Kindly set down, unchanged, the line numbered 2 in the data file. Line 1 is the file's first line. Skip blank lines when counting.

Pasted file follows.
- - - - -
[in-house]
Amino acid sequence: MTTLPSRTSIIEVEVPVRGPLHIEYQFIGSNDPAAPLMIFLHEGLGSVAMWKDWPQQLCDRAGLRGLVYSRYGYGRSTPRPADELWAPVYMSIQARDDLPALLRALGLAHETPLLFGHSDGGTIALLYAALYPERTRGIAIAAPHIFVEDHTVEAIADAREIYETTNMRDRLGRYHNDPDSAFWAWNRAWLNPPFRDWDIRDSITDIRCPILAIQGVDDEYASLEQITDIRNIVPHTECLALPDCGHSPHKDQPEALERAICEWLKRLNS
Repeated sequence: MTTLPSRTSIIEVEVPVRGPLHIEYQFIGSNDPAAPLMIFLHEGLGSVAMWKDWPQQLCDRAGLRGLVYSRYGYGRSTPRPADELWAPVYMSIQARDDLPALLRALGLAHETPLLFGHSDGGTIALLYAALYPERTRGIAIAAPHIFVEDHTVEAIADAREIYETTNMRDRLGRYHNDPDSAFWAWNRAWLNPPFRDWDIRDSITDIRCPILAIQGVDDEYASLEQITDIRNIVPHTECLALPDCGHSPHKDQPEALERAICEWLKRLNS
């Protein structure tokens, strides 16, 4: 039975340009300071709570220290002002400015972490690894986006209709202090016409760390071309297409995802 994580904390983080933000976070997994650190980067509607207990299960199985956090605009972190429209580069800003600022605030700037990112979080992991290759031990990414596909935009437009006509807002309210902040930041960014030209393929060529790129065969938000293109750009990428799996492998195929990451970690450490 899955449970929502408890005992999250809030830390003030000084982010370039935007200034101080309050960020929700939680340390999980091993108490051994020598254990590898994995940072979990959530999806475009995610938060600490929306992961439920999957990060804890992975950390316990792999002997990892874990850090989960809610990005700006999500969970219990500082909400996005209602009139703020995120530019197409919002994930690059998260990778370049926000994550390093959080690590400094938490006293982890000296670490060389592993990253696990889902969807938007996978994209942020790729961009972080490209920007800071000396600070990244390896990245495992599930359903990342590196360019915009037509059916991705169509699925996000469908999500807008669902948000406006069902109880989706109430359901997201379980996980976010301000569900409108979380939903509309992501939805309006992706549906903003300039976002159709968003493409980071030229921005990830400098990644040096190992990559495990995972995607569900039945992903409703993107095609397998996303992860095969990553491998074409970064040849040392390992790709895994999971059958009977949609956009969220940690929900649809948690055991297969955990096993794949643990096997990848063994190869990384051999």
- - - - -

Amino acid sequence: MTTLPSRTSIIEVEVPVRGPLHIEYQFIGSNDPAAPLMIFLHEGLGSVAMWKDWPQQLCDRAGLRGLVYSRYGYGRSTPRPADELWAPVYMSIQARDDLPALLRALGLAHETPLLFGHSDGGTIALLYAALYPERTRGIAIAAPHIFVEDHTVEAIADAREIYETTNMRDRLGRYHNDPDSAFWAWNRAWLNPPFRDWDIRDSITDIRCPILAIQGVDDEYASLEQITDIRNIVPHTECLALPDCGHSPHKDQPEALERAICEWLKRLNS